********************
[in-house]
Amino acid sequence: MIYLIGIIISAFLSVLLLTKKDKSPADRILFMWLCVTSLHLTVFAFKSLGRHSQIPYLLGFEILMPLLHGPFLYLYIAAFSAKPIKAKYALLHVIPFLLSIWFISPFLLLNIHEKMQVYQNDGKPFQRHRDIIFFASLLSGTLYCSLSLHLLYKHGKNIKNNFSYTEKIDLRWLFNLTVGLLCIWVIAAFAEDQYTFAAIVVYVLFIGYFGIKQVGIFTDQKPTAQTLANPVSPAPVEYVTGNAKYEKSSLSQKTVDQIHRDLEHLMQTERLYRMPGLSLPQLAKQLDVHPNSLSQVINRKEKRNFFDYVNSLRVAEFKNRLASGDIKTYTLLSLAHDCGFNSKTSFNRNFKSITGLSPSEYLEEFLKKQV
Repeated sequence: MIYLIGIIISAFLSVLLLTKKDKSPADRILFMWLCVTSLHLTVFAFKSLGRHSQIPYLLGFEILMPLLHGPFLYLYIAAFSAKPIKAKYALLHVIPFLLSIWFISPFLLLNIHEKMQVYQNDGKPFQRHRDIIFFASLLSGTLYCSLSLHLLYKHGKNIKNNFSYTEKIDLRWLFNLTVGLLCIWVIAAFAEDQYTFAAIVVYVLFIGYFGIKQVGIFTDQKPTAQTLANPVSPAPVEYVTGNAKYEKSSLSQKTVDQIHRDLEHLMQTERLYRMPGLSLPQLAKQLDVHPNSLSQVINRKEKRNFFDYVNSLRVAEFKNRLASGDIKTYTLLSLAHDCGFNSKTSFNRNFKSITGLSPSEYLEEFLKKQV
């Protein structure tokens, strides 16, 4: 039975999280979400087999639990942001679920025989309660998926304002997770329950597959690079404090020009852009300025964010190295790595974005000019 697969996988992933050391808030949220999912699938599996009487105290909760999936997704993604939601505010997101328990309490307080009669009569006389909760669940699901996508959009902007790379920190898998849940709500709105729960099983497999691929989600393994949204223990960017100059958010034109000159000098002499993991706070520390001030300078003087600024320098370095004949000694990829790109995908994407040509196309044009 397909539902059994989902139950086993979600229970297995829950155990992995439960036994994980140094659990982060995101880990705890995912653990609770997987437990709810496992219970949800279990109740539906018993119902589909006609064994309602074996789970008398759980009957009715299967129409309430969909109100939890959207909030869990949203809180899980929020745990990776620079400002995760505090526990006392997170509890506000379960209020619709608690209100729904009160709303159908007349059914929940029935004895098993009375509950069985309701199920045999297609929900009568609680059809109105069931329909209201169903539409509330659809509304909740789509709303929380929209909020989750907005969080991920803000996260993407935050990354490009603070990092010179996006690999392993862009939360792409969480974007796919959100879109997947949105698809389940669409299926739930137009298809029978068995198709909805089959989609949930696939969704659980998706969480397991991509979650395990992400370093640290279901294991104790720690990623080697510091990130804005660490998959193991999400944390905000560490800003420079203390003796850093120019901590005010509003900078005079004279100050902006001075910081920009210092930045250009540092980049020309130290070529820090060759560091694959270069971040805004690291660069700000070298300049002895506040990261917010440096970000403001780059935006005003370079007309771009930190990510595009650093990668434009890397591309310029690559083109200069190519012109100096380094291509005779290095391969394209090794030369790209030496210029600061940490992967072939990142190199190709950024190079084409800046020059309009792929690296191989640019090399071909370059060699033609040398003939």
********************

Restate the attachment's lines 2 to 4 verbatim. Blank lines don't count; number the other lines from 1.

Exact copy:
Amino acid sequence: MIYLIGIIISAFLSVLLLTKKDKSPADRILFMWLCVTSLHLTVFAFKSLGRHSQIPYLLGFEILMPLLHGPFLYLYIAAFSAKPIKAKYALLHVIPFLLSIWFISPFLLLNIHEKMQVYQNDGKPFQRHRDIIFFASLLSGTLYCSLSLHLLYKHGKNIKNNFSYTEKIDLRWLFNLTVGLLCIWVIAAFAEDQYTFAAIVVYVLFIGYFGIKQVGIFTDQKPTAQTLANPVSPAPVEYVTGNAKYEKSSLSQKTVDQIHRDLEHLMQTERLYRMPGLSLPQLAKQLDVHPNSLSQVINRKEKRNFFDYVNSLRVAEFKNRLASGDIKTYTLLSLAHDCGFNSKTSFNRNFKSITGLSPSEYLEEFLKKQV
Repeated sequence: MIYLIGIIISAFLSVLLLTKKDKSPADRILFMWLCVTSLHLTVFAFKSLGRHSQIPYLLGFEILMPLLHGPFLYLYIAAFSAKPIKAKYALLHVIPFLLSIWFISPFLLLNIHEKMQVYQNDGKPFQRHRDIIFFASLLSGTLYCSLSLHLLYKHGKNIKNNFSYTEKIDLRWLFNLTVGLLCIWVIAAFAEDQYTFAAIVVYVLFIGYFGIKQVGIFTDQKPTAQTLANPVSPAPVEYVTGNAKYEKSSLSQKTVDQIHRDLEHLMQTERLYRMPGLSLPQLAKQLDVHPNSLSQVINRKEKRNFFDYVNSLRVAEFKNRLASGDIKTYTLLSLAHDCGFNSKTSFNRNFKSITGLSPSEYLEEFLKKQV
């Protein structure tokens, strides 16, 4: 039975999280979400087999639990942001679920025989309660998926304002997770329950597959690079404090020009852009300025964010190295790595974005000019 697969996988992933050391808030949220999912699938599996009487105290909760999936997704993604939601505010997101328990309490307080009669009569006389909760669940699901996508959009902007790379920190898998849940709500709105729960099983497999691929989600393994949204223990960017100059958010034109000159000098002499993991706070520390001030300078003087600024320098370095004949000694990829790109995908994407040509196309044009 397909539902059994989902139950086993979600229970297995829950155990992995439960036994994980140094659990982060995101880990705890995912653990609770997987437990709810496992219970949800279990109740539906018993119902589909006609064994309602074996789970008398759980009957009715299967129409309430969909109100939890959207909030869990949203809180899980929020745990990776620079400002995760505090526990006392997170509890506000379960209020619709608690209100729904009160709303159908007349059914929940029935004895098993009375509950069985309701199920045999297609929900009568609680059809109105069931329909209201169903539409509330659809509304909740789509709303929380929209909020989750907005969080991920803000996260993407935050990354490009603070990092010179996006690999392993862009939360792409969480974007796919959100879109997947949105698809389940669409299926739930137009298809029978068995198709909805089959989609949930696939969704659980998706969480397991991509979650395990992400370093640290279901294991104790720690990623080697510091990130804005660490998959193991999400944390905000560490800003420079203390003796850093120019901590005010509003900078005079004279100050902006001075910081920009210092930045250009540092980049020309130290070529820090060759560091694959270069971040805004690291660069700000070298300049002895506040990261917010440096970000403001780059935006005003370079007309771009930190990510595009650093990668434009890397591309310029690559083109200069190519012109100096380094291509005779290095391969394209090794030369790209030496210029600061940490992967072939990142190199190709950024190079084409800046020059309009792929690296191989640019090399071909370059060699033609040398003939």